Gas line bypass - Team Camaro Tech
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post #1 of 9 (permalink) Old Mar 17th, 03, 07:21 AM Thread Starter
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Not a Camaro question, but I guess it could apply. Have a 65 Chevy 327 that hasn't run in a few years. Turns over fine, but my question is this: Can I route a rubber hose from a gas can to the fuel pump to get it running, rather than filling the gas tank? I don't really want any gas in the tank, if possible, so if I have to drop it to pull/replace the sending unit, I won't have to deal with draining it, or the extra weight it will add to the tank itself.

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post #2 of 9 (permalink) Old Mar 17th, 03, 08:49 AM
 
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You can do that if all you are trying to do is start the engine. You want to make sure that the hose is long enough so that you can place the can a couple of feet from the car. If you are intending to drive the car then the answer is definately NO! Why would you not want to put a little gas in the tank unless you think that it is rusted bad. If so, you need to replace it anyway. A little gas won't make enough weight difference to be concerned with while changing the sending unit.
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post #3 of 9 (permalink) Old Mar 17th, 03, 09:49 AM Thread Starter
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No I am not going to drive it. When I bought it, I was tempted, but checked the master cylinder, and found it to be empty, I have not rebuilt the brakes yet, so no it is not going anywhere. I'd rather not put gas in the tank, because I've seen that the small screen on the end of the pickup/sending unit can deteriorate over time and am thinking that may have happened. Don't want to suck any of that into the fuel line trying to start and run the engine. I don't know for a fact that the filter screen on the fuel pickup has indeed fallen apart, but my guess is that it has. I'm trying to assess the mechanical condition of the engine first, then possibly move onto the brakes and fuel tank. The car is in good shape, but has a rusted out frame section that may/maynot be fixable.
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post #4 of 9 (permalink) Old Mar 17th, 03, 09:55 AM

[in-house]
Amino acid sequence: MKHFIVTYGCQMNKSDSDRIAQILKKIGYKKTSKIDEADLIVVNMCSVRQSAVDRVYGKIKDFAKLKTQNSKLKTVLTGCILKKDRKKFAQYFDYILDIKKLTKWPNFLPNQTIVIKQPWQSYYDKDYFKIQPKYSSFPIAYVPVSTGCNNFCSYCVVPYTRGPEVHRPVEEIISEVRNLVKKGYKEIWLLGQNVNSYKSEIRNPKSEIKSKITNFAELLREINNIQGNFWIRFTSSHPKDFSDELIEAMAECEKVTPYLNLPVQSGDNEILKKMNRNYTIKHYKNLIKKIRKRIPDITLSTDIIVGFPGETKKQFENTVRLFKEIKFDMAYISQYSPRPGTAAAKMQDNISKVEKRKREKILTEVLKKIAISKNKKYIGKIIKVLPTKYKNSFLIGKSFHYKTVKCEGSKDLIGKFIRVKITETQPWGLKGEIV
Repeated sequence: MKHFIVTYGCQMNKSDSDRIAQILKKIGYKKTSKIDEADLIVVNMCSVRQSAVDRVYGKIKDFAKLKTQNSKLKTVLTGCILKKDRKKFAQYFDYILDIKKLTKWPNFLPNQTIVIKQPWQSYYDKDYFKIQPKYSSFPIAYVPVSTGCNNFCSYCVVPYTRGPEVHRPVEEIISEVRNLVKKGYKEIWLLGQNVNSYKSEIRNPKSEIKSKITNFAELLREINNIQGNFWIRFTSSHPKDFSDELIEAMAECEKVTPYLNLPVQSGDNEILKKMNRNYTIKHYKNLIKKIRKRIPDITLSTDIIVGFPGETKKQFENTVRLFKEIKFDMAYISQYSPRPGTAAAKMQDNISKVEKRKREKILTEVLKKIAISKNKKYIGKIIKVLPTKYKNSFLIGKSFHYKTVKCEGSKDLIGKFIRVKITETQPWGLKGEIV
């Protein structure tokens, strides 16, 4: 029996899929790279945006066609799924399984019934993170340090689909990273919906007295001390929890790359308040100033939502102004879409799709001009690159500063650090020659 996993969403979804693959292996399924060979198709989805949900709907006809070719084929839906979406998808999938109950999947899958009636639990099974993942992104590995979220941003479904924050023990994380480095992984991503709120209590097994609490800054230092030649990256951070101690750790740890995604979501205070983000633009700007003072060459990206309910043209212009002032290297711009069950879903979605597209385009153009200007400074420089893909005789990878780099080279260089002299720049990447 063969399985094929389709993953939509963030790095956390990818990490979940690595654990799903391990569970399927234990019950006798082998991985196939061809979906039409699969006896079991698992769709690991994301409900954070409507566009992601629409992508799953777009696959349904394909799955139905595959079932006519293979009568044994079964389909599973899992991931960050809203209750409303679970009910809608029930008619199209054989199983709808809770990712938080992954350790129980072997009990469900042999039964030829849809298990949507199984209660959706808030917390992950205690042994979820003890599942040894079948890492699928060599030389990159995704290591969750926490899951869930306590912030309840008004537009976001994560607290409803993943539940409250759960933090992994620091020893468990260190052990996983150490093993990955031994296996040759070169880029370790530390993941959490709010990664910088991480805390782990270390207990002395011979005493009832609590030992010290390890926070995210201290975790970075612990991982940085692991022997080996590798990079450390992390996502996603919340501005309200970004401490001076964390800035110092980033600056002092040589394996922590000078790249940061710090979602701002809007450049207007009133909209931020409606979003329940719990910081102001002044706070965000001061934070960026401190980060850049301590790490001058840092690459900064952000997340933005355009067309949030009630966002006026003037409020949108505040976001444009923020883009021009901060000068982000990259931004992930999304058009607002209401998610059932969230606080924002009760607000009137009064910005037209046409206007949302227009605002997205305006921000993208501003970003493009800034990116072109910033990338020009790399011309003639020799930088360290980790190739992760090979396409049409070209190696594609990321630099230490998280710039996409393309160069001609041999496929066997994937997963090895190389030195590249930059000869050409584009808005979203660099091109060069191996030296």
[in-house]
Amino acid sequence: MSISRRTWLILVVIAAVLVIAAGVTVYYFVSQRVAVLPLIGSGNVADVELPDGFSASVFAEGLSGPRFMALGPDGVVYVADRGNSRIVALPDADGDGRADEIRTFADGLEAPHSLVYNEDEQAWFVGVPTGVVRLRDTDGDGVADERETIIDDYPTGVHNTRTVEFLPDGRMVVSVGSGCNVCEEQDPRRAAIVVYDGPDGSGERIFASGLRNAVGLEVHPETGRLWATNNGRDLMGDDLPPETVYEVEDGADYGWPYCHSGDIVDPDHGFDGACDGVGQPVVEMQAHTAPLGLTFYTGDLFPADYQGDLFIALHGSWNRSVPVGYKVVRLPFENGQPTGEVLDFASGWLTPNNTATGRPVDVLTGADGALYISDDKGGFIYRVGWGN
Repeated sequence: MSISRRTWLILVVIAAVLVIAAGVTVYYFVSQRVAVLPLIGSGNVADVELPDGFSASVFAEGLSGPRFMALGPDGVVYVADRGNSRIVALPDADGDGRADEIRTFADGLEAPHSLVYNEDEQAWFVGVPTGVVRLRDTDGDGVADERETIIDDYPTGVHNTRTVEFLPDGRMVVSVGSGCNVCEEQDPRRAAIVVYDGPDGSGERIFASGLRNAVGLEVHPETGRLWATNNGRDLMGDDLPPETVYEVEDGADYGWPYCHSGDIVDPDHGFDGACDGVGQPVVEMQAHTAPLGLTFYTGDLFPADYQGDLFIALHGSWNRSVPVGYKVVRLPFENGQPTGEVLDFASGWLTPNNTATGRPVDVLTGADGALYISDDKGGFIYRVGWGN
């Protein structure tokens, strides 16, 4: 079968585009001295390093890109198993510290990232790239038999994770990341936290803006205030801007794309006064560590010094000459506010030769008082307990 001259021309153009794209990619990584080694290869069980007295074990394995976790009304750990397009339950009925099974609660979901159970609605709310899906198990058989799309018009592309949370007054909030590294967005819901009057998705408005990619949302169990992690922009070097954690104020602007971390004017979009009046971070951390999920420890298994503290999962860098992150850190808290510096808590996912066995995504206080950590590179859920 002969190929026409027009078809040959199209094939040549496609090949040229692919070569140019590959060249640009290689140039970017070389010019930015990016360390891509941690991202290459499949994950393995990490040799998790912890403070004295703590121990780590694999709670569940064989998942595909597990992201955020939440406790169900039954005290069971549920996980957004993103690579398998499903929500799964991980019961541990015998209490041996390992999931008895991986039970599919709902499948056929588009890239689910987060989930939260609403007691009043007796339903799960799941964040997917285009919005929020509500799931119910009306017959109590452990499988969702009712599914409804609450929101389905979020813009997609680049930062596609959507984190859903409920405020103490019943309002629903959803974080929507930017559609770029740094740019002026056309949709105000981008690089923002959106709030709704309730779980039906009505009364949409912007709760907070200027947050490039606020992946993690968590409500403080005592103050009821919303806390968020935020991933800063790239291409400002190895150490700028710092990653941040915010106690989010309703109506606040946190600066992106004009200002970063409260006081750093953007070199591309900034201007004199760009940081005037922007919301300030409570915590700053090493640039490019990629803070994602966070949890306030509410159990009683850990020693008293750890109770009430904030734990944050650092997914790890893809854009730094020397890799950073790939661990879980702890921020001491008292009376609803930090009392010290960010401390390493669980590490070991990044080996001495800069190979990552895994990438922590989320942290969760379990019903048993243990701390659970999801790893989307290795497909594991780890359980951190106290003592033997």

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Use a metal container to hold the gas and place it on the floor or ground. Ya don't want any static electricity to ruin your testing with a fireball. Ya might wanna ground yourself before touching the can with gas in it.... just like the gas stations say when pumping gas.
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post #5 of 9 (permalink) Old Mar 17th, 03, 12:27 PM
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What's wrong with a plastic can?? No static electricity problems there.

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post #6 of 9 (permalink) Old Mar 18th, 03, 01:45 AM
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Either way.... just wanted to point out the chance of a flash fire.

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post #7 of 9 (permalink) Old Mar 18th, 03, 03:06 AM
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Beg your pardon !!

Plastic gas cans are the largest static electricity containers(?) one can have.

If you've installed a truck bed liner, or know of someone who has one, read the instruction sheet or the imprint on the side of the liner stating to ground the liner to the earth before filling the gas can.

Just my 2 cents.........

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post #8 of 9 (permalink) Old Mar 18th, 03, 04:06 AM
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That was my point Everett. I'd use a metal container. It's way too easy to build up static around plastic, hence the reason gas stations have BIG warnings on how to properly fill a plastic container. Hell, all you can buy these days are plastic gas cans practically.
No matter what you use, just be careful.
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post #9 of 9 (permalink) Old Mar 18th, 03, 04:06 AM
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:sorry.... hit the button twice:

Also, this time of year when the atmosphere is so dry, static could be a problem.

Point made.... good luck 67killerb!
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